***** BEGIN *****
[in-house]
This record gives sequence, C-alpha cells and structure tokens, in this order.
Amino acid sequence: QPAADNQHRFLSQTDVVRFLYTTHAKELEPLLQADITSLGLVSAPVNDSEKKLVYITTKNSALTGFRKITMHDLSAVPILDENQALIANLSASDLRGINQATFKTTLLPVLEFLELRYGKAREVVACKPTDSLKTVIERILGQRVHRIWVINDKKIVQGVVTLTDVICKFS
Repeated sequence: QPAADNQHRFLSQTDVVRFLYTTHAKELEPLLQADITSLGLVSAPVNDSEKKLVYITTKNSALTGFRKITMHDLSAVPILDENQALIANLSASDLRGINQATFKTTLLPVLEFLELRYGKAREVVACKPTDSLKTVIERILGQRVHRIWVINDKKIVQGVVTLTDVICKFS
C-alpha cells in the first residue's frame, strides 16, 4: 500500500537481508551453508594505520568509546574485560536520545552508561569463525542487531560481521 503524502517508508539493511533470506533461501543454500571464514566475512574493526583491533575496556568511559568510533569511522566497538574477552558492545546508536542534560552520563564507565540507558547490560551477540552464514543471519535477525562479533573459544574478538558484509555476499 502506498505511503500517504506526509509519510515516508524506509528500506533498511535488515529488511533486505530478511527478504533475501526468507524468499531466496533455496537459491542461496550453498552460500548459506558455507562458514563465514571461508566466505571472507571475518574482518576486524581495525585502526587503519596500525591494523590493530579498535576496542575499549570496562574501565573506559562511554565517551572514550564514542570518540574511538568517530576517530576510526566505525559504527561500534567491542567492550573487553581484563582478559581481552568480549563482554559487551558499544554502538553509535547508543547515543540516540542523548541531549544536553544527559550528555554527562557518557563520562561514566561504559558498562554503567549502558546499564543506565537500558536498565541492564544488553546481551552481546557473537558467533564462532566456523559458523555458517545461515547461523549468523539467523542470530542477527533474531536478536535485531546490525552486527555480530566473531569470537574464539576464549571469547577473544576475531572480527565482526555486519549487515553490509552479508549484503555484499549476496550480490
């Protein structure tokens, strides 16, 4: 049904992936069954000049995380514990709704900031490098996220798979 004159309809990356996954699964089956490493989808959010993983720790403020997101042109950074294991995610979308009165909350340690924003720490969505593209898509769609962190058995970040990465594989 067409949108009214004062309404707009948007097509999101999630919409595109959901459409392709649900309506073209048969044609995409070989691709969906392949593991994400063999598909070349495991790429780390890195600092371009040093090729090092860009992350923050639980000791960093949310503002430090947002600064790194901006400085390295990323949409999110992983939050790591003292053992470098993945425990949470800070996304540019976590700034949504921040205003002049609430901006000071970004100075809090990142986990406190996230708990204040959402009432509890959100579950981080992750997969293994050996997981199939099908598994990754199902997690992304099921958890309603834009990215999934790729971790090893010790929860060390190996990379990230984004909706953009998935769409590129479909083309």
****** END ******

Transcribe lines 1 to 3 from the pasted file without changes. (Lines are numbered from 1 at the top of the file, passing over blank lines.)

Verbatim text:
[in-house]
This record gives sequence, C-alpha cells and structure tokens, in this order.
Amino acid sequence: QPAADNQHRFLSQTDVVRFLYTTHAKELEPLLQADITSLGLVSAPVNDSEKKLVYITTKNSALTGFRKITMHDLSAVPILDENQALIANLSASDLRGINQATFKTTLLPVLEFLELRYGKAREVVACKPTDSLKTVIERILGQRVHRIWVINDKKIVQGVVTLTDVICKFS